David Cameron is a Prime Minister in search of a legacy. He knows he has no more than three years in the job (having pledged to stand down before the 2020 election) and he senses that time is running out to make his mark in history. More urgently, come the middle of this month, he knows he will plunge below the murky and dangerous waters of the European referendum campaign, from which he might never emerge if the Outers triumph.
The country and the media may be fixated on the migrant crisis and Cameron’s wrangling with EU leaders over the fine print of Britain’s benefits system. Leave aside the fact that tinkering with the rules covering payments to EU migrants is a cleverly contrived distraction from the fundamental questions posed by the referendum; Cameron knows that his chances of leaving a lasting impression on the social fabric of the nation are fast disappearing.
Hence, the flurry of announcements in the past couple of weeks from No 10. First, the PM was going to bulldoze sink estates and replace them with houses on a human scale that would not become a playground for drug dealers, criminals and neighbours from hell. Yesterday, the universities were facing demolition, accused along with the armed forces and big business of being the repository of wrong attitudes holding back racial and other minorities.
All this, of course, harks back to Cameron’s speech to the Tory conference last October when, five months after an election campaign dominated by a Gradgrind adherence to his party’s “long term economic plan”, he extolled the virtues of “Compassionate Conservatism”, the slogan that marked the early modernising days of his leadership before the financial crash of 2008 blew the icing off the cake. Fluffy 2005-2007 promises about sharing the proceeds of growth were swiftly replaced by a unbending commitment to austerity, morphing into the “Plan” by the time of Lynton Crosby’s grimly effective 2015 campaign.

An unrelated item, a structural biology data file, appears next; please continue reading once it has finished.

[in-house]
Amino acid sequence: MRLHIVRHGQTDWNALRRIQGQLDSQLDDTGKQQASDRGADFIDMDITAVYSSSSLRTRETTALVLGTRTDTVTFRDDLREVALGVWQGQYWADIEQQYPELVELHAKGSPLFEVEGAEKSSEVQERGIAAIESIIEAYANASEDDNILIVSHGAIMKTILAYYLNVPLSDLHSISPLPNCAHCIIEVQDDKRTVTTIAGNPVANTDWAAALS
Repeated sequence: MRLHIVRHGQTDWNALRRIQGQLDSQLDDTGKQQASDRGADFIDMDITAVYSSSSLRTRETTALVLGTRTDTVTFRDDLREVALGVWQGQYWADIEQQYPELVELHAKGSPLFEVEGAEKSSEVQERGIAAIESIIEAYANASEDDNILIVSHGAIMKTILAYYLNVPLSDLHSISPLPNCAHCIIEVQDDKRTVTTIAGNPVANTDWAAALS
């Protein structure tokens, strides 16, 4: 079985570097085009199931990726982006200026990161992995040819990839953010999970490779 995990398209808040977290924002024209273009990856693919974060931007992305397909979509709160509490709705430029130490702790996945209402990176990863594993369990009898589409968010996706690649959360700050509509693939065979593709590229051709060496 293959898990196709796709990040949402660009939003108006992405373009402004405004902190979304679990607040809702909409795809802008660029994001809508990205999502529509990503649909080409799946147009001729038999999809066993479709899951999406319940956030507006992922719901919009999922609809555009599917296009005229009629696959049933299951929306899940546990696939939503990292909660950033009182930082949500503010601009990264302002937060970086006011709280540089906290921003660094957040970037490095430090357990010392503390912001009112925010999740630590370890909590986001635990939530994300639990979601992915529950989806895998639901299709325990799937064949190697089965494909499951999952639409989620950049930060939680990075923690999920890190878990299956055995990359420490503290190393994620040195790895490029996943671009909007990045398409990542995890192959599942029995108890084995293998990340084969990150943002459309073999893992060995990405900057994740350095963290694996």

The speech last October was positively Blairite in tone and content, with its pledges to mount an all-out assault on poverty, boost social mobility, end racial and other forms of discrimination and reform prisons. Cameron said he wanted to use his second term to secure a “Great British take-off that leaves no-one behind”. Above all he lauded “equality”, To an ecstatic response from the liberal media (which is almost all of them), he declared:
“You can’t have true opportunity without real equality. And I want our party to get this right. Yes us, the party of the fair chance; the party of the equal shot.”
Yesterday’s article in The Sunday Times and the accompanying news headline “A young black man is more likely to be in prison than at a top university” is all part of this agenda. Of course, it is hard to be against “equality”. Only a monster would argue against equality in today’s world: equality for women, ethnic minorities, gays, the disabled and just about any other put-upon group you might think of. But what kind of equality is he seeking? Equality of opportunity, the traditional Tory mantra, championed by Margaret Thatcher with her practical reforms, much vilified by the Left, such as selling off council houses to their tenants, making union bosses subservient to their members, and widening share ownership and the chance to set up and run your own firm free from restrictive practices? Or is Cameron veering closer to the Left’s dream of equality of outcome?